South East Wales

James McLaren: Parents' tribute to BBC music writer

James McLaren
Image caption James McLaren moved to Cardiff as a student where he was a 'happy resident'

The parents of a BBC Wales music writer and assistant producer who died in a motorway crash in south Wales have paid their tribute to a "greatly loved" son.

James McLaren, 34, and originally from Worcestershire, died on Monday after a collision with a lorry on the M48.

His parents said he would be "greatly missed both by his devastated family and his many friends".

The Lostprophets are among the bands who have also paid tribute to his work in promoting Welsh music.

Mr McLaren, who lived with his girlfriend in Cardiff, had worked at BBC Wales for the last six years, writing the BBC Wales music blog.

Previously, he worked at the Welsh Music Foundation where he produced the monthly magazine, Sound Nation.

'Active and happy'

In a tribute issued by Gwent Police, his parents said: "He'd been an active and happy resident of Cardiff since 1996, when he moved to the city as a student.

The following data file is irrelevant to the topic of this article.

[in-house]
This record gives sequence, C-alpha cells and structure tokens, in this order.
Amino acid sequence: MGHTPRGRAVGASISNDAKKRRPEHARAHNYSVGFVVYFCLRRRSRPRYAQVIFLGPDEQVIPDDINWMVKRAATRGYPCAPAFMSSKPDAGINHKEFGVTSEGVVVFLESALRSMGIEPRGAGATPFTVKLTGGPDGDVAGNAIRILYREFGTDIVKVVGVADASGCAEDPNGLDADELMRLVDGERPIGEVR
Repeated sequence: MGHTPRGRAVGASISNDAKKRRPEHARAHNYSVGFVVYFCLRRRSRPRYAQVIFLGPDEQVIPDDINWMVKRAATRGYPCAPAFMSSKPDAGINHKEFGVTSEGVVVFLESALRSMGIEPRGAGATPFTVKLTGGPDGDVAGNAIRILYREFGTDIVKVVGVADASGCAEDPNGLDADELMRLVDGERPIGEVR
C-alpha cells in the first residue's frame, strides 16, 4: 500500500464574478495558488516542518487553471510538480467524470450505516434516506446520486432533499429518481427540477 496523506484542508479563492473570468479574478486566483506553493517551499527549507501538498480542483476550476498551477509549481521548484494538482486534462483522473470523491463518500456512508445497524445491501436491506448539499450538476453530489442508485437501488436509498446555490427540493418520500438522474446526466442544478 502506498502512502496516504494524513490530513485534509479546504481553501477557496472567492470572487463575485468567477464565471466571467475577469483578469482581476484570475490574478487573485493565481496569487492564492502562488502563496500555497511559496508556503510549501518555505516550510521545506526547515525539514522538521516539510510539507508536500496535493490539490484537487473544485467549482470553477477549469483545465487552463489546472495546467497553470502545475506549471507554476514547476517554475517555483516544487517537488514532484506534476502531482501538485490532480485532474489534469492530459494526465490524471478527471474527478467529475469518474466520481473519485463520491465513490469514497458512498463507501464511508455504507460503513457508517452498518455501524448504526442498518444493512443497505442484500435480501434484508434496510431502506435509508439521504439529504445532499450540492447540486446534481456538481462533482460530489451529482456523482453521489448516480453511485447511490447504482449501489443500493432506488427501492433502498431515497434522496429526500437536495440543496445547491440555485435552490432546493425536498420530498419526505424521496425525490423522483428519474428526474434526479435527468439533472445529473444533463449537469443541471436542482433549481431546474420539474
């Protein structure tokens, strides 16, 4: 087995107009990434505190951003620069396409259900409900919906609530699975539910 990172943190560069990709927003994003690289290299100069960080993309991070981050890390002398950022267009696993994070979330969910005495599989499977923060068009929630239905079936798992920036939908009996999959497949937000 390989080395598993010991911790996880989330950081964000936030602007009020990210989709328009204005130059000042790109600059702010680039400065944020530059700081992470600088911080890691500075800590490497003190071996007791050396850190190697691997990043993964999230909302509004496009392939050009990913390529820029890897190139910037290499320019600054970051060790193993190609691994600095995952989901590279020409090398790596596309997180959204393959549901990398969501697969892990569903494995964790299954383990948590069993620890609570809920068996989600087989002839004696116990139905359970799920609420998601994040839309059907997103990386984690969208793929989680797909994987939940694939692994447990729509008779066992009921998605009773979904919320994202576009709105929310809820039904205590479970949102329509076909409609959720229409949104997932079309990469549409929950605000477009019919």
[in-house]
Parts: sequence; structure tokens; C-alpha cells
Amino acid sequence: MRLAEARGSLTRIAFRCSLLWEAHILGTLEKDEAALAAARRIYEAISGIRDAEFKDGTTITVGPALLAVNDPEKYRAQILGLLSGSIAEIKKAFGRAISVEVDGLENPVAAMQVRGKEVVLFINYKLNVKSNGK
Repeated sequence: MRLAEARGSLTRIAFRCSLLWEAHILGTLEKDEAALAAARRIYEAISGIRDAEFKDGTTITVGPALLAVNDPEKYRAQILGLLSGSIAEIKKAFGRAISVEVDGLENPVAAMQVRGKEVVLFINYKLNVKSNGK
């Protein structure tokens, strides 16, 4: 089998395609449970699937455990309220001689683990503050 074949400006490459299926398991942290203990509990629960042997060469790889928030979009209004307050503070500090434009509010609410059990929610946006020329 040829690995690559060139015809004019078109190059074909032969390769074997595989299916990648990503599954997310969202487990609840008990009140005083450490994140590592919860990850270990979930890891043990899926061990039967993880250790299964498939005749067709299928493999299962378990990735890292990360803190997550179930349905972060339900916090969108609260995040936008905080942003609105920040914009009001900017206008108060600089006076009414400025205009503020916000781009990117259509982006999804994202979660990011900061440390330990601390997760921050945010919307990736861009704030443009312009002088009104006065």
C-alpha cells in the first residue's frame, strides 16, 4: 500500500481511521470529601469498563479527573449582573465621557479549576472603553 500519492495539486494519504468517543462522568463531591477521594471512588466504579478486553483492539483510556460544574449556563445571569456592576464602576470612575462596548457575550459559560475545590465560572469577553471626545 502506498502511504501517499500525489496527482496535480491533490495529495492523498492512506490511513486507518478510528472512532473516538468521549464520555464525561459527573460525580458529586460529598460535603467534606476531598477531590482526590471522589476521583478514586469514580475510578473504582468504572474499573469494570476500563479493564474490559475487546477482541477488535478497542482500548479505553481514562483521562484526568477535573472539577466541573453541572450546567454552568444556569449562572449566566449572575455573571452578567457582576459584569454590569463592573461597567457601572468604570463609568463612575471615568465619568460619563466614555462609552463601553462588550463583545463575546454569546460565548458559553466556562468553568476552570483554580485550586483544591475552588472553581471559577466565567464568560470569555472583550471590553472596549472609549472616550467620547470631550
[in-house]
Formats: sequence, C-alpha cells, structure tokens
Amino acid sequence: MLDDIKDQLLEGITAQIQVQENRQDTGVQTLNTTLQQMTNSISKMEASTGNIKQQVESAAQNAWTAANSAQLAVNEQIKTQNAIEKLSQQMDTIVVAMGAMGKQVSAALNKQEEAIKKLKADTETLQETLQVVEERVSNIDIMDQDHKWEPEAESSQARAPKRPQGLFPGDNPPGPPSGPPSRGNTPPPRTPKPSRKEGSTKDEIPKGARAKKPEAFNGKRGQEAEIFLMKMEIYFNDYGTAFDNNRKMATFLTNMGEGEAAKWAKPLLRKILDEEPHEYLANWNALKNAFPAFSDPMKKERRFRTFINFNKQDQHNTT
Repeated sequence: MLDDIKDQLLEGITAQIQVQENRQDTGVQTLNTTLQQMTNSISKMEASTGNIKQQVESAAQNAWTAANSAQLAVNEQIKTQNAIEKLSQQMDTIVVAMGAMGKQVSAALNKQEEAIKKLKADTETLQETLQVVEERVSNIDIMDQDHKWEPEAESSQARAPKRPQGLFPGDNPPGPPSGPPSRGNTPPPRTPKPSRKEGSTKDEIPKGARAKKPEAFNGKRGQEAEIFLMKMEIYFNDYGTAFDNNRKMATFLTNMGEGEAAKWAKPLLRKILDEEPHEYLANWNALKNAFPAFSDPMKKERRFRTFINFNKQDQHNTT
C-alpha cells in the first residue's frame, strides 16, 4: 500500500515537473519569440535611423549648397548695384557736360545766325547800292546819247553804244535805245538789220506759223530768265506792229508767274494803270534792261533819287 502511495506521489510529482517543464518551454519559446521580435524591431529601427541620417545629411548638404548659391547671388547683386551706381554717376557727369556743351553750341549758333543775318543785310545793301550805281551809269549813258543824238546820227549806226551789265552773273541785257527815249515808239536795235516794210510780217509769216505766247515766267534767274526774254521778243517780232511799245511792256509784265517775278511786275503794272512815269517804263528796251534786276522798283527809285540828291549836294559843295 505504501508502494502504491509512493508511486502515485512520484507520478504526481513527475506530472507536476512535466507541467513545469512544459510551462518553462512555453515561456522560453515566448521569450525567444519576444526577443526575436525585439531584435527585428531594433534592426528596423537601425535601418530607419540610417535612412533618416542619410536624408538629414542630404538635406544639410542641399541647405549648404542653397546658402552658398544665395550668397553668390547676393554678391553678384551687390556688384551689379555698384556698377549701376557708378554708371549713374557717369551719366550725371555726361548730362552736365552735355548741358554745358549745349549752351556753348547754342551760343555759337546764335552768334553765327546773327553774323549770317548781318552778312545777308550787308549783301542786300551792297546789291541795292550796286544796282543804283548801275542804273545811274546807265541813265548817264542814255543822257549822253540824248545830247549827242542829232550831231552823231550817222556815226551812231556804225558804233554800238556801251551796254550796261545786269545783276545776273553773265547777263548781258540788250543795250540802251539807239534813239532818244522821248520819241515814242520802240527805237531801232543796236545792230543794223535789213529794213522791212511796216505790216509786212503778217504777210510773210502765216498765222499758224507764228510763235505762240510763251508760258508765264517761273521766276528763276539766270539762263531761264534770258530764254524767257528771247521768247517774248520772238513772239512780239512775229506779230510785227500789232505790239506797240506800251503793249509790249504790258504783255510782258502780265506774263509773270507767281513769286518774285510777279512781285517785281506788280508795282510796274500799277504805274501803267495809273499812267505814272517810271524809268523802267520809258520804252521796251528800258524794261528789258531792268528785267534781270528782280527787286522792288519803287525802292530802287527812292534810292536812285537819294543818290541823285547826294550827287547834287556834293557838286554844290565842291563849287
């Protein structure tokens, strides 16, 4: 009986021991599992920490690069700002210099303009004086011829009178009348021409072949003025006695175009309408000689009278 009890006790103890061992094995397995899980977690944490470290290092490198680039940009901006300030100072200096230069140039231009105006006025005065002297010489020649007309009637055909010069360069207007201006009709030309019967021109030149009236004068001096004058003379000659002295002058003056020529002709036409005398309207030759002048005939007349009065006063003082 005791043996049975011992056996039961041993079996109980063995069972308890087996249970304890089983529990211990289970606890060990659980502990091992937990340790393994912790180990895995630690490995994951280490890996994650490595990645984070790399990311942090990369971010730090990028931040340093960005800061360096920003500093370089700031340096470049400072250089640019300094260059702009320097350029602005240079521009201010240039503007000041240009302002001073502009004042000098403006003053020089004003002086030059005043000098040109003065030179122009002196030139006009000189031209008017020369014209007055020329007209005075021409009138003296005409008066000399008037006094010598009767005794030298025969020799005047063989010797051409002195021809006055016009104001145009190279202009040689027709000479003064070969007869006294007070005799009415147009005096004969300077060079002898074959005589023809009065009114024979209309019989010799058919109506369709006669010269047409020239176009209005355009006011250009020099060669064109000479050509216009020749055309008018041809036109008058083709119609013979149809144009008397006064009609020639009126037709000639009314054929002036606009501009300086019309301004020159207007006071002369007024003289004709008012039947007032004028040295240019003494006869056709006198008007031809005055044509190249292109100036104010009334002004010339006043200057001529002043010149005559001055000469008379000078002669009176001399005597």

"He was involved in music, journalism and music journalism from his first arrival.

"However, he still had many connections in Worcestershire, and particularly Evesham, where he attended Prince Henry's High School.

His parents added: "On Flickr, where he shared his wonderful and wide ranging photos, he described himself as a 'music and F1 geek', but he had many other enthusiasms - his friends, his dogs, journalism, ornithology, history and Warhammer gaming.

"All those close to him loved him deeply and we would wish he had been with us for many more years, but those years he had were busy, useful and lived to the full."

BBC Wales director Rhodri Talfan Davies, in his tribute, praised Mr McLaren's "real love for his subject, an encyclopaedic knowledge, and a deep commitment to support new talent".

Mike Lewis of The Lostprophets described the writer as "a great supporter of Welsh music both new and old, his passion will be greatly missed".

Hundreds of tributes have also been made on Twitter, including from bands such as Manic Street Preachers.

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